Susya – The Displacement of Residents Following the Discovery of an Ancient Synagogue

Introduction

The site of ancient Susya is located in the South Hebron Hills region, on a main road linking Maale Dargot in the south and as-Samu, Yatta and al-Karmil in the north. Susya and the towns to the south and north were important centers in the region of the South Hebron Hills during the Byzantine and Islamic periods.

Today Susya is an antiquities site, but a community of several hundred Palestinians had lived there for centuries, until the 1980s. They were a pastoral community and lived in natural and artificial caves, some of which had been quarried hundreds or thousands of years ago. The community lived semi-nomadically and was expelled from their residence following a military order declaring Susya an archaeological site and forbidding habitation there.

In 1983 a Jewish settlement was established in Susya two kilometers southeast of the ancient site. The settlement was established following the discovery of a synagogue and the antiquities site. Today, the settlement has a population of one-thousand residents.

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Part I: The Significance of Archaeological Research in Susya[1]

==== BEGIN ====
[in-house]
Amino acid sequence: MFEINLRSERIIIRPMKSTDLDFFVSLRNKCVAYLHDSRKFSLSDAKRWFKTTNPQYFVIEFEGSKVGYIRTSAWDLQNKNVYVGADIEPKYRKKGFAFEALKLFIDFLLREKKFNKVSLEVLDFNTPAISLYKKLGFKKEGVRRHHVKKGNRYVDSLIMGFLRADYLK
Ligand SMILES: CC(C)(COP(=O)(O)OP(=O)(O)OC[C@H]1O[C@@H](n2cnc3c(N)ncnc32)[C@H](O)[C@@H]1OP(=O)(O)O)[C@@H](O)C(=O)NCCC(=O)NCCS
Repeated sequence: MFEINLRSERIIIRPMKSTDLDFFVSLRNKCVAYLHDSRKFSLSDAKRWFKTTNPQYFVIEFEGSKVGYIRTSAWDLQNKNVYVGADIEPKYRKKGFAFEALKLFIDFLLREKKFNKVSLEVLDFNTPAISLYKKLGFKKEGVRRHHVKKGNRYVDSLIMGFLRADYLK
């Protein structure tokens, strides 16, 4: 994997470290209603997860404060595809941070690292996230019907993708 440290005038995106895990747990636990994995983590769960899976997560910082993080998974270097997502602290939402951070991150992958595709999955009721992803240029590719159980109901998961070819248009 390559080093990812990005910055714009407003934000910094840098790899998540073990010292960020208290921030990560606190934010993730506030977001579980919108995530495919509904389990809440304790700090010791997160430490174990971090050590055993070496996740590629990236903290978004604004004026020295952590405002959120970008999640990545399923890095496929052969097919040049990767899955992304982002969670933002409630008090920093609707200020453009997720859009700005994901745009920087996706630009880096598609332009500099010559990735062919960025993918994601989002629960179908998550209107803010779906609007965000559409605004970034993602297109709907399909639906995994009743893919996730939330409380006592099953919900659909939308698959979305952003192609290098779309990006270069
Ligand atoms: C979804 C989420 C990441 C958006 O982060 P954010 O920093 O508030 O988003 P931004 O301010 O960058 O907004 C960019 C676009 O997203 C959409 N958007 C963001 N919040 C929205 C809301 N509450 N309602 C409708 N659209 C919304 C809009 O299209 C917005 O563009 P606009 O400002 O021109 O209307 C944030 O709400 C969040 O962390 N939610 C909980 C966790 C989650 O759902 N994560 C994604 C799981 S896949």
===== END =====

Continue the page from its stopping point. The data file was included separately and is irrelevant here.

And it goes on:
Since the 19th century, Susya has been a site of particular interest for archaeologists who carried out numerous surveys and excavations. The site was first identified by Victor Guérin, who conducted a survey of the area in 1869. The Palestine Exploration Fund carried out an additional survey in 1874 and identified two public structures. The possibility that one of the two structures was a synagogue was raised only in the 1930s, by L.A. Meir and A. Reifenberg, but they did not specify which of the structures[2].

Most of the research has focused on the history of the town between the 4-8 centuries CE, when Susya was an important  Jewish city in the South Hebron Hills region[3].

In a survey conducted in 1969, one of the structures was identified as a synagogue. To fully unearth the synagogue the site was excavated between 1971-1972. Neighborhoods and industrial complexes were unearthed during later excavations that took place in different sections of the site between the 1970s and the end of the 1990s. Remains dated to the Islamic period were discovered north of the synagogue, on a hill cut off from the town. Overall, an area of less than 20 dunam was excavated out of the 80 dunam declared an archaeological site. The ancient synagogue is considered the most important, central finding discovered at the site so far. The archaeological excavations indicate that the town of Susya was established during the 2nd century BCE and lasted, if not continuously, until the 13th century CE[4].

The settlement first developed in the Hellenistic period, in the 2nd century BCE. Facilities such as wine presses were revealed in excavations, as well as a particular structure understood to be a farmhouse. These findings suggest that during this period the site was an agricultural settlement. The discovery of graves at the site with Edomite names in conjunction with other historical sources have led some scholars to conclude that Susya was an Edomite town, whose residents converted and adopted the Jewish traditions at a later stage.